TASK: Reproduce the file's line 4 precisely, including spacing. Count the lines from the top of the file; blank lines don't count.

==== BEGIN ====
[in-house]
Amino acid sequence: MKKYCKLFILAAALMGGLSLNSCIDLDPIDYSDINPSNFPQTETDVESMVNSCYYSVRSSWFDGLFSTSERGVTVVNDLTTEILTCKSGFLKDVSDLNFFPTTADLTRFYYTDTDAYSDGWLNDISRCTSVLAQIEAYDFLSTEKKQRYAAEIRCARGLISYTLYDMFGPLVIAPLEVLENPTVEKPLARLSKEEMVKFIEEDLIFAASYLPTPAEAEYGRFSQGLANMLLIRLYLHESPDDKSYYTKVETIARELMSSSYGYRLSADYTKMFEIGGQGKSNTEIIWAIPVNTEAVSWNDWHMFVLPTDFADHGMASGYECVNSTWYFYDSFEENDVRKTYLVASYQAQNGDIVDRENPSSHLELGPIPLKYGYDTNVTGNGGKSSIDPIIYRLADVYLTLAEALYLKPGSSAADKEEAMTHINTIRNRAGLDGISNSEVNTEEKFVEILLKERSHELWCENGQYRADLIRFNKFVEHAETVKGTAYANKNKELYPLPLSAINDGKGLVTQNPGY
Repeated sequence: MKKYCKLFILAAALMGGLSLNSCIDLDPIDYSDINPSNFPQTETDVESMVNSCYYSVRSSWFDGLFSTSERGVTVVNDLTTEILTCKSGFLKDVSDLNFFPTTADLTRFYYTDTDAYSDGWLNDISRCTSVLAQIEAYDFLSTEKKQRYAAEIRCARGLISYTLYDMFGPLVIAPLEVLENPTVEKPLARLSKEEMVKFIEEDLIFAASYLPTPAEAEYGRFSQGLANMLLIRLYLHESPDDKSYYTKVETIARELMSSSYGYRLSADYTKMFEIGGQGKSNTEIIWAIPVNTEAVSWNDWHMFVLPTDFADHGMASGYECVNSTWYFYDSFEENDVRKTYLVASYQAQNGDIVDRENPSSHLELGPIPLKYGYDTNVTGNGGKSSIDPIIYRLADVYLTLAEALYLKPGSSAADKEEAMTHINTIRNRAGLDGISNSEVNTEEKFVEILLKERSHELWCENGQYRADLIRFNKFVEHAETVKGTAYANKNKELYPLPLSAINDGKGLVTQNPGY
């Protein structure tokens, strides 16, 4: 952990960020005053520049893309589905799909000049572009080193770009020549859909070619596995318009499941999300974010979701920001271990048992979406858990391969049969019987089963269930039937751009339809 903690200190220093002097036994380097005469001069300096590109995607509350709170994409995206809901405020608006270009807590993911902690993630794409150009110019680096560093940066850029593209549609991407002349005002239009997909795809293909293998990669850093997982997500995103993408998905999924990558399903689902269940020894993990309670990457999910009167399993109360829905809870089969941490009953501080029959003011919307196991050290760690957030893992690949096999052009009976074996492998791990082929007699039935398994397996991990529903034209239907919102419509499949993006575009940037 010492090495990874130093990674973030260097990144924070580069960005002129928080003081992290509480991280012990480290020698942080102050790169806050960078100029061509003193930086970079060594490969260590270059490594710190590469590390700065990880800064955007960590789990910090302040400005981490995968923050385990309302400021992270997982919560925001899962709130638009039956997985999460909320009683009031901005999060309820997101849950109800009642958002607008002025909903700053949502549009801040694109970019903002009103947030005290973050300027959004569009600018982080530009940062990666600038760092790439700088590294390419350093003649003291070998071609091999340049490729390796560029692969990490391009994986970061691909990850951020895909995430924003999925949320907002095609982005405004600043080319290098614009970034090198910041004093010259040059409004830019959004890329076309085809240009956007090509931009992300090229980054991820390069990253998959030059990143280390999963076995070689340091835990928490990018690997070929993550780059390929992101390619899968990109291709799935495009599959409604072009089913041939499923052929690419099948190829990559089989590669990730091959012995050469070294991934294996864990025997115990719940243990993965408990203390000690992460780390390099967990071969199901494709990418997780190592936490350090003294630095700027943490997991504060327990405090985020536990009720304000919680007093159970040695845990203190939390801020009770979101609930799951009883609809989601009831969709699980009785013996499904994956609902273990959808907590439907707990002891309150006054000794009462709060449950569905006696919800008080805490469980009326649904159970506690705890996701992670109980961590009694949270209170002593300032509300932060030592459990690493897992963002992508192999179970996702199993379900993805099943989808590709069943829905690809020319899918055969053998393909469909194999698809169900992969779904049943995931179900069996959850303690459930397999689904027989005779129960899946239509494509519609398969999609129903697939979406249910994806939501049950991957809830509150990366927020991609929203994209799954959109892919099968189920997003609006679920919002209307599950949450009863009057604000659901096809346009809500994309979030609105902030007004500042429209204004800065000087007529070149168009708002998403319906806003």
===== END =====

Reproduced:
């Protein structure tokens, strides 16, 4: 952990960020005053520049893309589905799909000049572009080193770009020549859909070619596995318009499941999300974010979701920001271990048992979406858990391969049969019987089963269930039937751009339809 903690200190220093002097036994380097005469001069300096590109995607509350709170994409995206809901405020608006270009807590993911902690993630794409150009110019680096560093940066850029593209549609991407002349005002239009997909795809293909293998990669850093997982997500995103993408998905999924990558399903689902269940020894993990309670990457999910009167399993109360829905809870089969941490009953501080029959003011919307196991050290760690957030893992690949096999052009009976074996492998791990082929007699039935398994397996991990529903034209239907919102419509499949993006575009940037 010492090495990874130093990674973030260097990144924070580069960005002129928080003081992290509480991280012990480290020698942080102050790169806050960078100029061509003193930086970079060594490969260590270059490594710190590469590390700065990880800064955007960590789990910090302040400005981490995968923050385990309302400021992270997982919560925001899962709130638009039956997985999460909320009683009031901005999060309820997101849950109800009642958002607008002025909903700053949502549009801040694109970019903002009103947030005290973050300027959004569009600018982080530009940062990666600038760092790439700088590294390419350093003649003291070998071609091999340049490729390796560029692969990490391009994986970061691909990850951020895909995430924003999925949320907002095609982005405004600043080319290098614009970034090198910041004093010259040059409004830019959004890329076309085809240009956007090509931009992300090229980054991820390069990253998959030059990143280390999963076995070689340091835990928490990018690997070929993550780059390929992101390619899968990109291709799935495009599959409604072009089913041939499923052929690419099948190829990559089989590669990730091959012995050469070294991934294996864990025997115990719940243990993965408990203390000690992460780390390099967990071969199901494709990418997780190592936490350090003294630095700027943490997991504060327990405090985020536990009720304000919680007093159970040695845990203190939390801020009770979101609930799951009883609809989601009831969709699980009785013996499904994956609902273990959808907590439907707990002891309150006054000794009462709060449950569905006696919800008080805490469980009326649904159970506690705890996701992670109980961590009694949270209170002593300032509300932060030592459990690493897992963002992508192999179970996702199993379900993805099943989808590709069943829905690809020319899918055969053998393909469909194999698809169900992969779904049943995931179900069996959850303690459930397999689904027989005779129960899946239509494509519609398969999609129903697939979406249910994806939501049950991957809830509150990366927020991609929203994209799954959109892919099968189920997003609006679920919002209307599950949450009863009057604000659901096809346009809500994309979030609105902030007004500042429209204004800065000087007529070149168009708002998403319906806003």